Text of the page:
Biotin as part of your diet
Dietary sources of biotin include whole grains, nuts, fish, pork, fruits and vegetables and cooked eggs. The recommended daily intake of biotin for adults is 30 micrograms. There are a number of things that could contribute to reduced biotin absorption such as smoking, certain kinds of medications, genetic conditions and eating raw eggs. There is no link between a biotin deficiency and being overweight, but biotin has many other roles that are important in health and maintaining a healthy weight.
Biotin is a water-soluble vitamin that is vital to the normal functioning of the human body. It has a role in the metabolism of nutrients and even which genes your body’s cells express. It is involved in the process of making fat and glucose and the process of breaking down amino acids.
How biotin affects the factors that contribute to weight
The cause of weight gain is basically the metabolism of excess calories. Excess calories are stored as fat. When a person eats, it generally causes their blood sugar levels to rise which causes the release of insulin. Insulin stimulates the storage of the leftover calories, when cells have fulfilled their energy requirements. Another phenomenon that occurs with being overweight is a higher level of circulating blood lipids (fats). Biotin has a role in all of these processes.
In order to synthesize fat, the body needs to use an enzyme called acetyl-CoA carboxylase (ACC). ACC contains biotin. A study in mice determined that a lower level of ACC resulted in reduced fat production. But biotin is also part of an enzyme that breaks down amino acids in order to make new glucose, which is a reverse set of pathways to storing glucose as fat. These examples essentially show antagonistic roles of biotin.
Consistent high blood sugar is one of the causes of obesity and can be a risk for type 2 diabetes. A study published in the British Journal of Nutrition in 2013 found that taking biotin improve blood sugar levels and insulin sensitivity in rodents. Another study found that the combination of chromium and biotin did the same thing. However, there have also been studies that found that there was no improvement in blood sugar levels when supplementing with biotin.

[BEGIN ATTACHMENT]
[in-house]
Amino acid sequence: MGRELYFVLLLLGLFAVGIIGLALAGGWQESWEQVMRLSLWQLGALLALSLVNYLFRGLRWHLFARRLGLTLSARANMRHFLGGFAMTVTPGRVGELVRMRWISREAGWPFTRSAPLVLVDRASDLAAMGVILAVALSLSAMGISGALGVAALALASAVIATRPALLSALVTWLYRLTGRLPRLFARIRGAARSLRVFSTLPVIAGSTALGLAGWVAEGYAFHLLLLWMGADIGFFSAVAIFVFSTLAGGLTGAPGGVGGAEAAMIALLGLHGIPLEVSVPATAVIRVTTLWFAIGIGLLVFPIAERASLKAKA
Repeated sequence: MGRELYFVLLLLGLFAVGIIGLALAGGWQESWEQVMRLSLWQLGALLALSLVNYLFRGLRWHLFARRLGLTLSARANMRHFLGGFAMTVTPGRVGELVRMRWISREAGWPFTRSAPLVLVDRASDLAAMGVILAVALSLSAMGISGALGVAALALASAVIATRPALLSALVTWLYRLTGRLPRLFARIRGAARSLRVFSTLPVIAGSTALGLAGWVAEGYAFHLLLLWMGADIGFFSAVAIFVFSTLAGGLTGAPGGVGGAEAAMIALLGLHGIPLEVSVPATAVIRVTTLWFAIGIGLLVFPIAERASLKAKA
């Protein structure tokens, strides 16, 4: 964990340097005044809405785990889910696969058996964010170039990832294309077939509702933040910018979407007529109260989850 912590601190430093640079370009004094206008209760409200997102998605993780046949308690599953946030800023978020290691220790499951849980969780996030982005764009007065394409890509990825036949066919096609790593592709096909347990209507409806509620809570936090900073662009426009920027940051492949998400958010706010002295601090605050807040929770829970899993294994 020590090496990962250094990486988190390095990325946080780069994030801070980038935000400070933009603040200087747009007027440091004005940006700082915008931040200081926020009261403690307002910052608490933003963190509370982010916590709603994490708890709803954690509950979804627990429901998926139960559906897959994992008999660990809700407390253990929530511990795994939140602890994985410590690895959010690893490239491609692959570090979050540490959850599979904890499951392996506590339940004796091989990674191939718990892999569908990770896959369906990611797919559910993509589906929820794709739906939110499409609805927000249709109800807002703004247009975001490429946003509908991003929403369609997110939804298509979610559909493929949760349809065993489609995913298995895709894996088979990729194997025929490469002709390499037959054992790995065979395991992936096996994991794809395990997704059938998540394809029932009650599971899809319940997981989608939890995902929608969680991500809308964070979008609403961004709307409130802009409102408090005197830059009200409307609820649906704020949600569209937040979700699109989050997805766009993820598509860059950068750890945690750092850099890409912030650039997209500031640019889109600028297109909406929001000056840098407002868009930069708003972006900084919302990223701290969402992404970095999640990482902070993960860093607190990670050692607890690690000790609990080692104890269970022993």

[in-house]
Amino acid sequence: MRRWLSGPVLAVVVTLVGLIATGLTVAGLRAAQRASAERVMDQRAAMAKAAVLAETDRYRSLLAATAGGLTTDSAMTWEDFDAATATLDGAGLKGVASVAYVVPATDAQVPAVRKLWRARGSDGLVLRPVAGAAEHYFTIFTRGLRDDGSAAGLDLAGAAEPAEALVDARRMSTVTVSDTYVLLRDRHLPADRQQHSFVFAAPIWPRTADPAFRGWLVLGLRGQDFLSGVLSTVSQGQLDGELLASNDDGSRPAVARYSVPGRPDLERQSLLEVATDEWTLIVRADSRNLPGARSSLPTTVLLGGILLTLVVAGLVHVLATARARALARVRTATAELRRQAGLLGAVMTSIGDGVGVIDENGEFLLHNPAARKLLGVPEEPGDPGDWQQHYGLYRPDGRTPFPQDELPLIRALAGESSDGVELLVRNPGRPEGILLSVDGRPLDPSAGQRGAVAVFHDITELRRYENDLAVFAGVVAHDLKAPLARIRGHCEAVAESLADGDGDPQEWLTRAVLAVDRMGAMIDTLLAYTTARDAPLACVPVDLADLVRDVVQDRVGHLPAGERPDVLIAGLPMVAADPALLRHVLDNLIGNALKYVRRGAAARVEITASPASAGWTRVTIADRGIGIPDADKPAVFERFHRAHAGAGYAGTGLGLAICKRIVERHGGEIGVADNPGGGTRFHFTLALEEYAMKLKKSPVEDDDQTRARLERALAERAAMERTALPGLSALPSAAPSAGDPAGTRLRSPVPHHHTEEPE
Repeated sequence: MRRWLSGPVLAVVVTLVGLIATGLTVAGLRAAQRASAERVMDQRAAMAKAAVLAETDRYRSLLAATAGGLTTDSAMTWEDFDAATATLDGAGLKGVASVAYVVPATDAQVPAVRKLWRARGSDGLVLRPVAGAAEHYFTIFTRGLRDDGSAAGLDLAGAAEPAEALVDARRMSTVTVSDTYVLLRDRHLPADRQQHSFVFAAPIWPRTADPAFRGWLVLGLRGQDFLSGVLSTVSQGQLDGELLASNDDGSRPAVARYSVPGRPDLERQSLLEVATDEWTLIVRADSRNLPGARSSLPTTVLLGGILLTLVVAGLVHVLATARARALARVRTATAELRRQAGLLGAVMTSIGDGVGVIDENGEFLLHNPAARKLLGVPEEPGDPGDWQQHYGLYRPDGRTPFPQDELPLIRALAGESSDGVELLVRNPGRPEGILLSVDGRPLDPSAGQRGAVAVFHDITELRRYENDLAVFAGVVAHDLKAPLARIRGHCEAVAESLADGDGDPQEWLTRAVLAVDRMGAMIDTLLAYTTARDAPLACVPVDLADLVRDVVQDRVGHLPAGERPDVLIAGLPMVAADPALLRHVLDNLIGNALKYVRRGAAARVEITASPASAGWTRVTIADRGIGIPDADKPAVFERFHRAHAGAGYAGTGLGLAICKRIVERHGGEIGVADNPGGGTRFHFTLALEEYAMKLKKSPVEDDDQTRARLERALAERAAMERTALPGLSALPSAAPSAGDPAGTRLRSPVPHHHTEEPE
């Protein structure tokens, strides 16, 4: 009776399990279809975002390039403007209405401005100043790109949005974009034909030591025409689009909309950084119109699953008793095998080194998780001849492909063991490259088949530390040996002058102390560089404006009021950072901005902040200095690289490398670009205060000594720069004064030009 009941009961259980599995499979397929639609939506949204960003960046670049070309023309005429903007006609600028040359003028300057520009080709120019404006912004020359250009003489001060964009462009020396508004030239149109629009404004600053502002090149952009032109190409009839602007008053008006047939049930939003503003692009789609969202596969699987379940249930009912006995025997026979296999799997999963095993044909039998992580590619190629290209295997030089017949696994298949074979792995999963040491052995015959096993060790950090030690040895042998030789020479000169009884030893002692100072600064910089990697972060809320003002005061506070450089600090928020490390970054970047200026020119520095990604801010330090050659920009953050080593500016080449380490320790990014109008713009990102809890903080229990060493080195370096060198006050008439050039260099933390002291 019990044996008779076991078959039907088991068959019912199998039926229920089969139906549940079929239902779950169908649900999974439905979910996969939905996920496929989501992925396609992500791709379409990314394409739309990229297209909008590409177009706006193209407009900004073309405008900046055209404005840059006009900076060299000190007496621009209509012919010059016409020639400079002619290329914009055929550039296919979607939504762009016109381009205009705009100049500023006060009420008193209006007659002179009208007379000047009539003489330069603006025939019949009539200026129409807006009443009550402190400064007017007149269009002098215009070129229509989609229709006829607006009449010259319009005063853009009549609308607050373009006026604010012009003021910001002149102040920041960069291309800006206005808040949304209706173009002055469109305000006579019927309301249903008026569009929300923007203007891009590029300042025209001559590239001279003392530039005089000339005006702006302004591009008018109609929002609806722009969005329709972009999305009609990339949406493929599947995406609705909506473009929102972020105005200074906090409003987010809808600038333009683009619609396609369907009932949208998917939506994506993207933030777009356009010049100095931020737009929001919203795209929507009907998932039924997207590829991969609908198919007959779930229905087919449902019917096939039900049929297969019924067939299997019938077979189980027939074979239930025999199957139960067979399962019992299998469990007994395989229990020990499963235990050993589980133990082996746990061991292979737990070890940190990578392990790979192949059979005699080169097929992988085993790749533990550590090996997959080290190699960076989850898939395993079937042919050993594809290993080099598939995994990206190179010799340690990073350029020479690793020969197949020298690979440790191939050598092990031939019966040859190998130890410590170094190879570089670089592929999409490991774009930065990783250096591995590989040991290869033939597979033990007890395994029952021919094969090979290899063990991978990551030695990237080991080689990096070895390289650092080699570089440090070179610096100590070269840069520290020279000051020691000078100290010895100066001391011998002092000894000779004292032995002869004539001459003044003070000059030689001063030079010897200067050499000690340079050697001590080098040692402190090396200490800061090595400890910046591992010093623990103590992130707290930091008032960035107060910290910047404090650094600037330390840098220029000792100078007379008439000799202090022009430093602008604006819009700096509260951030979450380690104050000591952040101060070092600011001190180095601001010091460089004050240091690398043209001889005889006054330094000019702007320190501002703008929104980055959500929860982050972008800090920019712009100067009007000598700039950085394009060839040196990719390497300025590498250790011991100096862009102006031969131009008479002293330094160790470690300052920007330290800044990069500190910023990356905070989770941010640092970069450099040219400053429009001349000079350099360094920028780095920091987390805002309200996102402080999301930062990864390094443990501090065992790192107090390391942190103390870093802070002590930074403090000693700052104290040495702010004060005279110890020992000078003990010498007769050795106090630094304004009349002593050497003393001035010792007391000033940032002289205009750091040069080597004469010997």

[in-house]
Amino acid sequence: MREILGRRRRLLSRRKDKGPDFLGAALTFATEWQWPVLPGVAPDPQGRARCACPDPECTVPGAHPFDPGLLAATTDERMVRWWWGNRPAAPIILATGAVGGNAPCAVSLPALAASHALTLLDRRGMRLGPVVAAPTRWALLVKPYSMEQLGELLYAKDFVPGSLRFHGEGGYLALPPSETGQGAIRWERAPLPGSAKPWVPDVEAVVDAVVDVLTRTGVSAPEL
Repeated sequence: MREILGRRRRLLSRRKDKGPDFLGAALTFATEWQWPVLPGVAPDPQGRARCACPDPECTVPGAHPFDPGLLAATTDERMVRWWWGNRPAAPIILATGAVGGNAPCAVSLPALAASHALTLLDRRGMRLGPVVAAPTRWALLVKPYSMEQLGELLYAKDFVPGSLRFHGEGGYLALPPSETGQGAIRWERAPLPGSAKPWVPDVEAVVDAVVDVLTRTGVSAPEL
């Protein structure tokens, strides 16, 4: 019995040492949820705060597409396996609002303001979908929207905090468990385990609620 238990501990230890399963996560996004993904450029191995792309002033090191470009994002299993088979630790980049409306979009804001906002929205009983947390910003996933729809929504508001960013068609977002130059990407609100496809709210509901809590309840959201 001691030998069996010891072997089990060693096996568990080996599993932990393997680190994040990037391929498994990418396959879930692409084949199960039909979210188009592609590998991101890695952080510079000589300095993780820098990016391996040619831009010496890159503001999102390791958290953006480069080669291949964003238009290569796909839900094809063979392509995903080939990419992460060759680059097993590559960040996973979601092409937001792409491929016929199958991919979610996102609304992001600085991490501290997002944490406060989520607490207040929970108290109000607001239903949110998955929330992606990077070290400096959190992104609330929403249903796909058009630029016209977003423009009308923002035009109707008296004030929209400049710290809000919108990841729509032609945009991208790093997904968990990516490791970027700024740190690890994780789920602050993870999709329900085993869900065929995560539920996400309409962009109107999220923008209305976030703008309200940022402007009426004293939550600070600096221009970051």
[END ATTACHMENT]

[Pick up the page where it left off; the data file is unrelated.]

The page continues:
Being overweight is also associated with higher levels of LDL (bad) cholesterol. High levels of LDL cholesterol can increase the risk having a heart attack or stroke. Researchers have found high doses of biotin and chromium reduced levels of triglycerides in diabetic patients. Another study which looked at both diabetic and nondiabetic patients had similar findings.
It is quite difficult to get a clear-cut link between biotin and weight gain or weight loss because of the variety of roles that it has in the body. Researchers have found contradicting evidence about the relationship between biotin and blood sugar levels. However, they have found clear evidence that biotin reduces circulating levels of unhealthy cholesterol. At this current point in time, scientific evidence essentially points to the fact that it is important to get the right amount of biotin to allow proper and healthy functioning of the body. When used in conjunction with a healthy diet and sufficient exercise, biotin may contribute towards weight loss.